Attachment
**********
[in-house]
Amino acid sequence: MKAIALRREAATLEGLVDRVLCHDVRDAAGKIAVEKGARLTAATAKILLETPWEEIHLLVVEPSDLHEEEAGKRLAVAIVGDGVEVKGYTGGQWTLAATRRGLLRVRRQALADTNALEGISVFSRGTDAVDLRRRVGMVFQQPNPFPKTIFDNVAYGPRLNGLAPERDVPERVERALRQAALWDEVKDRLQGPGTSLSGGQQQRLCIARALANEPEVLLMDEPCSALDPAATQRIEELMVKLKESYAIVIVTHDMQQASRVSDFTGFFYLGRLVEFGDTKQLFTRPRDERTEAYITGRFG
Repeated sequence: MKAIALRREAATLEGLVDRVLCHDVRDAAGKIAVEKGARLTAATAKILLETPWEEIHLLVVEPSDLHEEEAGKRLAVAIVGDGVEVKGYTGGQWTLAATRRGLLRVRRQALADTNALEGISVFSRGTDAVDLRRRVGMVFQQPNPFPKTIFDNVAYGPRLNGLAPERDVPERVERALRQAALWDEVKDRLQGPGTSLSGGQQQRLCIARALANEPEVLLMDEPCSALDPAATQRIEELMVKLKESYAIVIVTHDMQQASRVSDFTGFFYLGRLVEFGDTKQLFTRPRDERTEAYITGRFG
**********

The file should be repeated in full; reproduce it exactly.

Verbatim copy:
[in-house]
Amino acid sequence: MKAIALRREAATLEGLVDRVLCHDVRDAAGKIAVEKGARLTAATAKILLETPWEEIHLLVVEPSDLHEEEAGKRLAVAIVGDGVEVKGYTGGQWTLAATRRGLLRVRRQALADTNALEGISVFSRGTDAVDLRRRVGMVFQQPNPFPKTIFDNVAYGPRLNGLAPERDVPERVERALRQAALWDEVKDRLQGPGTSLSGGQQQRLCIARALANEPEVLLMDEPCSALDPAATQRIEELMVKLKESYAIVIVTHDMQQASRVSDFTGFFYLGRLVEFGDTKQLFTRPRDERTEAYITGRFG
Repeated sequence: MKAIALRREAATLEGLVDRVLCHDVRDAAGKIAVEKGARLTAATAKILLETPWEEIHLLVVEPSDLHEEEAGKRLAVAIVGDGVEVKGYTGGQWTLAATRRGLLRVRRQALADTNALEGISVFSRGTDAVDLRRRVGMVFQQPNPFPKTIFDNVAYGPRLNGLAPERDVPERVERALRQAALWDEVKDRLQGPGTSLSGGQQQRLCIARALANEPEVLLMDEPCSALDPAATQRIEELMVKLKESYAIVIVTHDMQQASRVSDFTGFFYLGRLVEFGDTKQLFTRPRDERTEAYITGRFG